According to Dr Shiva, what makes poverty is that people are no longer able to live "off the land", instead they are forced into becoming consumers, she says:-
Take the case of African debt for example. The IMF and World Bank, hand in-glove with G8 governments and western corporations, have always demanded that to qualify for loans or debt relief, African countries have to follow to the letters western prescriptions on privatisation and restricting budget allowances on public toilets such as water gas, electricity, transport, hospitals and schools, the very pillars on which good standards of living should stand contrary to the promised benefits, privatisation has pushed up costs in all of those essential services beyond the reach of most Africans. This has meant that governments cannot expand not improve on all these services; hence there are no books nor new schools, no medicines, nor new hospitals, shortages of water and electricity supplies. It means governments cannot employ or pay more doctors, nurses, teachers or buy much needed medicines. This situation has begat the image of "Poor Africa" that can be evangelised in the western world today.
Global capitalism sees Africa as a source of raw materials and a ready market for the finished products of the West, comparatively few industries and factories have been established in Africa. As a result, factory workers constitute only a small fraction of the total workforce, thus limiting the size of the proletariat.
On the other hand, in the rural areas where the majority of the population are found the dominant labour process is still, to a degree, feudalistic. Individual farmers own their means of labour, hoes, machetes, and such other simple traditional implements and each family works on a small plot of land.
As the dominant worldview in any given society has been the view of the ruling elite, there is little wonder that in rural African Conservative traditional beliefs (in the power of the gods, the fetish priest, the chiefs etc) still hold sway. In the same vein whilst some in the urban areas (the relatively better paid workers) are slaves to the delusion to achieve and "make it", most think that they have been "divinely" destined to live in misery and must patiently wait for the day of deliverance and reward in the after life.
This unique production process has led to the creation of a rather disproportionate and disparate working class, inclusive of street hawkers, petty shopkeepers, casual workers, prostitutes in the urban areas, seasonal agricultural labourers in the rural areas and a large reservoir of the unemployed and underemployed.
When considering the level of class-consciousness in Africa is the misrepresentation of socialism by the continents early "advocates of socialism". Individuals first propagated the supposed revolutionary ideas of socialism in Africa by individuals influenced in the main by the then USSR. But as the Soviet system only another version of capitalism, a distorted idea of "socialism" was spread. This "Marxism"- Leninism", as it was popularly known, had nothing to do with the self-emancipation of the working class that Marx taught. Instead, this Soviet distortion taught that power could only be captured on behalf of the workers-as they were incapable of the feat, by small conspiratorial group of professional revolutionaries who alone were capable of understanding socialist ideology.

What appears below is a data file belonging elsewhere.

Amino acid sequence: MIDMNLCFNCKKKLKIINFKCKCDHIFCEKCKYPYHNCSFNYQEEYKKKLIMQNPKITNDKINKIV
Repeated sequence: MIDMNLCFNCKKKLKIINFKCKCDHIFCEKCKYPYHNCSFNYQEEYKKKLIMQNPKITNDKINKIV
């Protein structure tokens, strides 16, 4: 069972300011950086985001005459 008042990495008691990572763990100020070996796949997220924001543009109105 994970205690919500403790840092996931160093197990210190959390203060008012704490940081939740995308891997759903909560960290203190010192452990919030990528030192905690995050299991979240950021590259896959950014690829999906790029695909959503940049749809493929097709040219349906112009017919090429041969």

In Africa, the capitalists, afraid of the liberating potential of an enlightened people, have deliberately limited access to a decent education. Apart from a good education being a commodity available only to privileged elite, the course content of education in general has been so designed as to produce school leavers whose academic worth and capability is deplorably second rate. Even for the few who are privileged enough to have access to education, they read nothing but misinformation and distortions that are intended to hold back intellectual development in general and political awareness in particular.
Most people in Africa spend all their time looking for the next meal. The very disturbing problem is of material insecurity. Even for a majority of the literate the decision to buy, for instance, a newspaper is at the risk of foregoing a meal. People are so hungry, so tormented by war and instability, and exhausted by the struggle is out of the question. Such as situation of ignorance and extreme poverty has become a continent breeding ground for religion, which feeds on despair and, so can be imagined, most people, having lost all hope, turn to the myriad religious groups that abound for "comfort". Western capitalists needless to say, generously sponsor these groups precisely because they are aware of the power of religion to blunt the revolutionary potential of the dispossessed, and of religion's ability to grease the machinery of exploitation.